Community-driven strategies needed to stop growth of gangs: expert

An associate professor is helping develop a typology for gangs in Saskatchewan as the province looks for ways to stop their growth.

Robert Henry is gathering input for a provincial strategy to deal with the problem

Robert Henry hopes to help create a typology of gangs in Saskatchewan, so individual communities can to develop programs to address problems before people enter the criminal justice system. (Scott Olson/Getty Images)

The conversation around Saskatchewan street gangs needs to change, says a sociology associate professor.

"The gang label itself is negative. As soon as we say gang we think deviants, violence, drugs, crime," said Robert Henry, an associate professor of sociology at the University of Calgary.

Henry, originally from Prince Albert, is helping put together a report with recommendations for the development of a provincial gang strategy.

He's concerned some people might not receive the help they need if they are lumped together in the all-encompassing label of "gang member."

It could mean a person wouldn't be able to access programs that prevent people from making the full transition into a gang, or that they won't access prevention and intervention programs for addiction, he says.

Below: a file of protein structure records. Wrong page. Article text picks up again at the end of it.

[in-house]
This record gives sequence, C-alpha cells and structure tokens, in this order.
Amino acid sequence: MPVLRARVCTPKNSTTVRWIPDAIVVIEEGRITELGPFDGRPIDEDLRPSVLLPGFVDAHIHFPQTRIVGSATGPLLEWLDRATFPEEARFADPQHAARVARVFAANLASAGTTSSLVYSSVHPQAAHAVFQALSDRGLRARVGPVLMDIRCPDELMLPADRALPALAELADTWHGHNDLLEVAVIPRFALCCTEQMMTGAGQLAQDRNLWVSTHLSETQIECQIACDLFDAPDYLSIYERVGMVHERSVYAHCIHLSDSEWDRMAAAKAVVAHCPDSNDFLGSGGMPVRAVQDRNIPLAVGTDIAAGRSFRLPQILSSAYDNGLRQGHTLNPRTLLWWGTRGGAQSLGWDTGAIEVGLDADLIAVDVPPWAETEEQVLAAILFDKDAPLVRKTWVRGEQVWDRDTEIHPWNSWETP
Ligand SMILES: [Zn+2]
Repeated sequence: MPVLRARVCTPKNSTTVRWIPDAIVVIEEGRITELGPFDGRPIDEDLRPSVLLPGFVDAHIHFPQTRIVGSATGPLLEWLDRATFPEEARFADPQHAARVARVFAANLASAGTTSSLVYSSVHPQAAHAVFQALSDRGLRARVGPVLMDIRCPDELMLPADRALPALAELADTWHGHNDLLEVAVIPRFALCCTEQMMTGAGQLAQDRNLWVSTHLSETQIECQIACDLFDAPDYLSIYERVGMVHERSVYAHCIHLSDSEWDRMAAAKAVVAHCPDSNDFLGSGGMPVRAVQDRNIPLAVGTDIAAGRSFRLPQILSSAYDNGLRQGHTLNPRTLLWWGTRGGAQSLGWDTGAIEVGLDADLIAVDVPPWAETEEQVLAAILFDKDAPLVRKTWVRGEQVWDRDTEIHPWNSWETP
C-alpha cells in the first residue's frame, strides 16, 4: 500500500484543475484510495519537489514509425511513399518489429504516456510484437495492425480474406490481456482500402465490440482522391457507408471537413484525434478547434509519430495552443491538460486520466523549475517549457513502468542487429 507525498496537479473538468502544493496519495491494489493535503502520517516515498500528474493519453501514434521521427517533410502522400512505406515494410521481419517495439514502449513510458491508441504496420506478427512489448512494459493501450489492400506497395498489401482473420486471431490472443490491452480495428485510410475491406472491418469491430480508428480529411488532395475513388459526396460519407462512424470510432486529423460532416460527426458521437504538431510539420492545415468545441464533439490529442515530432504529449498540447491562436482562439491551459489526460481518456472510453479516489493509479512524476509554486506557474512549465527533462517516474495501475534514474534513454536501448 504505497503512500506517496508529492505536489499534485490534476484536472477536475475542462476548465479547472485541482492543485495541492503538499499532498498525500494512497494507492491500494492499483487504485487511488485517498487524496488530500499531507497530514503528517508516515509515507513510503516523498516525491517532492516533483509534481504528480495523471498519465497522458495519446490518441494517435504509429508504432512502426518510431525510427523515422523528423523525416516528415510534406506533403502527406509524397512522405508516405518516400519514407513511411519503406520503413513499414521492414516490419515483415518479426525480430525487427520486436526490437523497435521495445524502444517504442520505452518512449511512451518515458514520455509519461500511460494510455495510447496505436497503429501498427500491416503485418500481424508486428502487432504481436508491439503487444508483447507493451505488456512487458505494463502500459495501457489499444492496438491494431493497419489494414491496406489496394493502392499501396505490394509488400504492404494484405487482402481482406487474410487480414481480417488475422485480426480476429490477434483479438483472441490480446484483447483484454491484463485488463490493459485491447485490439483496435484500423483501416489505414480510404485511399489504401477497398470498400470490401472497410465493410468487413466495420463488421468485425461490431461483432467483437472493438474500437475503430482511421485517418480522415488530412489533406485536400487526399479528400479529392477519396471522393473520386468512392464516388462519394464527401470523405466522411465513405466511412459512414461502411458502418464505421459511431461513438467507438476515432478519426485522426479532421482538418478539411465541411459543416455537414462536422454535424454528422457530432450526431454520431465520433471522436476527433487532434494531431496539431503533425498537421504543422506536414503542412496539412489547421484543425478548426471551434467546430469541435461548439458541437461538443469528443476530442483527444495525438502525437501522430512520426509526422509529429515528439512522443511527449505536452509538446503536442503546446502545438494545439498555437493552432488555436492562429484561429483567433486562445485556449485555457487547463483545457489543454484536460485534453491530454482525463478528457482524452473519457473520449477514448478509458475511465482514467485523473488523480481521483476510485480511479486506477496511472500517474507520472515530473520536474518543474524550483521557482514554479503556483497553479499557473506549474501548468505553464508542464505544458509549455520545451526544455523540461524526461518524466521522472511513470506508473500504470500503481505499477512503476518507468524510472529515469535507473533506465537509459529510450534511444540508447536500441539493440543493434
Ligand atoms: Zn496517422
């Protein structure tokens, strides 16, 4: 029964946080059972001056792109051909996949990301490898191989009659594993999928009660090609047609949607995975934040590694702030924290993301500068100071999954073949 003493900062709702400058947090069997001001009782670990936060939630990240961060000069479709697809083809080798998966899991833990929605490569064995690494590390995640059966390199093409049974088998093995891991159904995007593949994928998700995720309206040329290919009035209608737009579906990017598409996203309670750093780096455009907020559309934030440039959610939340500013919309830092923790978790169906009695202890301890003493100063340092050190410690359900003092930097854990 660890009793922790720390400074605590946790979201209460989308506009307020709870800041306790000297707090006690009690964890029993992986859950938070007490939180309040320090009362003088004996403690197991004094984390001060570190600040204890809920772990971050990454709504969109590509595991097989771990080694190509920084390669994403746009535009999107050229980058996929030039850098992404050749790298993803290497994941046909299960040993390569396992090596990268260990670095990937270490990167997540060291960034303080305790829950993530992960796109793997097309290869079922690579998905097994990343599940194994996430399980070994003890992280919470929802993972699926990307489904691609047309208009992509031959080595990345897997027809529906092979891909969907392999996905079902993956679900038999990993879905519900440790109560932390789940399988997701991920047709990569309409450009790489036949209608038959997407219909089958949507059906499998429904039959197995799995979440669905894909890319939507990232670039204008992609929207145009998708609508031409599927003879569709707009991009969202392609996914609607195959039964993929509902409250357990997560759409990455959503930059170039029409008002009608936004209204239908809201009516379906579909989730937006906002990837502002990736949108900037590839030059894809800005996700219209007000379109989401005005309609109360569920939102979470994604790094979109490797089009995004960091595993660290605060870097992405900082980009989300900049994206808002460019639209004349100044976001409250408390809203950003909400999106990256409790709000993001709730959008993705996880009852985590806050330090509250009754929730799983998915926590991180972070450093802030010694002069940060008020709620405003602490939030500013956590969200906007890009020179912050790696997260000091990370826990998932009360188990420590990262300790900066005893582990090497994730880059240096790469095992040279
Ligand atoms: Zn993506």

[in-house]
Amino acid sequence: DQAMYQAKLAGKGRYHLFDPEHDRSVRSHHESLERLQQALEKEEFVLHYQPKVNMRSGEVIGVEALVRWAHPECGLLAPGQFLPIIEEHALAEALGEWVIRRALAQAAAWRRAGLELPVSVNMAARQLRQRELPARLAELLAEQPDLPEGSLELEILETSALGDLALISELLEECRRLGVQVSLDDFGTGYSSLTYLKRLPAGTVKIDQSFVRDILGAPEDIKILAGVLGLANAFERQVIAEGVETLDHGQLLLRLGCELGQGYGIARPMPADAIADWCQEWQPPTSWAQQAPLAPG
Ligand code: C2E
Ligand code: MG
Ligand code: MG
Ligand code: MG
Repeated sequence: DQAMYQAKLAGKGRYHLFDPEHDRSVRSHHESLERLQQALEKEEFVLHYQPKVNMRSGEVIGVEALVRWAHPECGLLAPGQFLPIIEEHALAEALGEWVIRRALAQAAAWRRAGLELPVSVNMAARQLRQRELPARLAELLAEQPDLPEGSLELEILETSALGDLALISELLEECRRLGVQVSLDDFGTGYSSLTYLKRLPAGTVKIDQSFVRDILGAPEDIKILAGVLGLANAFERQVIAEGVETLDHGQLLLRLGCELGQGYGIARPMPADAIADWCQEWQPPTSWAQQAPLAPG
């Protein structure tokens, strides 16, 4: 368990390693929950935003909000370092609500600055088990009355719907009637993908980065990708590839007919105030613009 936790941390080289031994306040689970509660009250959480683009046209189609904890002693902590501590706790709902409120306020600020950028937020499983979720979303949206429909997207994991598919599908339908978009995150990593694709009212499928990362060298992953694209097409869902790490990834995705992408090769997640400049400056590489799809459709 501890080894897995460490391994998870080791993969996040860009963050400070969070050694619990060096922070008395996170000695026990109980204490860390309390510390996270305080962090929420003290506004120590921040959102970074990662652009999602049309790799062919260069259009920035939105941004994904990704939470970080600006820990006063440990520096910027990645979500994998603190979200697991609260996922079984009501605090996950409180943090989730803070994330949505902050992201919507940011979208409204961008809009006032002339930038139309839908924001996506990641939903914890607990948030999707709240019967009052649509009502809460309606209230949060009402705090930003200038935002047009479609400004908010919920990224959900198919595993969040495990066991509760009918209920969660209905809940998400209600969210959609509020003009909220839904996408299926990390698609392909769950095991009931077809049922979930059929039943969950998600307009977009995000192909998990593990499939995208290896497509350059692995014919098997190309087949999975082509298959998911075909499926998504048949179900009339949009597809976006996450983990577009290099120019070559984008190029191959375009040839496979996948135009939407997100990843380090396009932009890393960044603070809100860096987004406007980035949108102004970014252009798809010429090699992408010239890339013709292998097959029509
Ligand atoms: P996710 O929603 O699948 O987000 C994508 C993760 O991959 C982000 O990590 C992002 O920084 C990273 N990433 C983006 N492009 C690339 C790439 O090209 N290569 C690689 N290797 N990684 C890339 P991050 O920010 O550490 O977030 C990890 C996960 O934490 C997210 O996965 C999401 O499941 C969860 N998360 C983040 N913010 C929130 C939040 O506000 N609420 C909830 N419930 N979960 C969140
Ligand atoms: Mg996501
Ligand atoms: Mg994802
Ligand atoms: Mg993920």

Henry studies indigenous gangs and has focused on masculinity's role in street gangs. He also works up with Str8-Up, a gang outreach and prevention program in Saskatoon. (Chanss Lagaden/CBC News)

He has been having discussions like this in many Saskatchewan towns this summer as he helps create a typology of gangs so individual communities can develop programs to address problems before people enter the criminal justice system.

Community consultations

Henry led a consultation in Moose Jaw on Tuesday about the public perception of gangs.

It's an extension of the forum in May hosted by Str8 Up in Saskatoon that brought together several different agencies to discuss the development of a "collaborative, prevention and intervention-based provincial gang strategy."

Henry says the approach to this provincial strategy is unique because it's engaging community members.

"If it's going to be a community-driven strategy, then the community needs to be involved within it," Henry said. "They have more onus​ to own it and to make sure they hold the provincial government accountable."

The consultations are meant to gather information and to educate people about the complexities of a street lifestyle.

Henry will compile the information collected at the consultations for the recommendations report, which is to be handed over to the province at the end of August.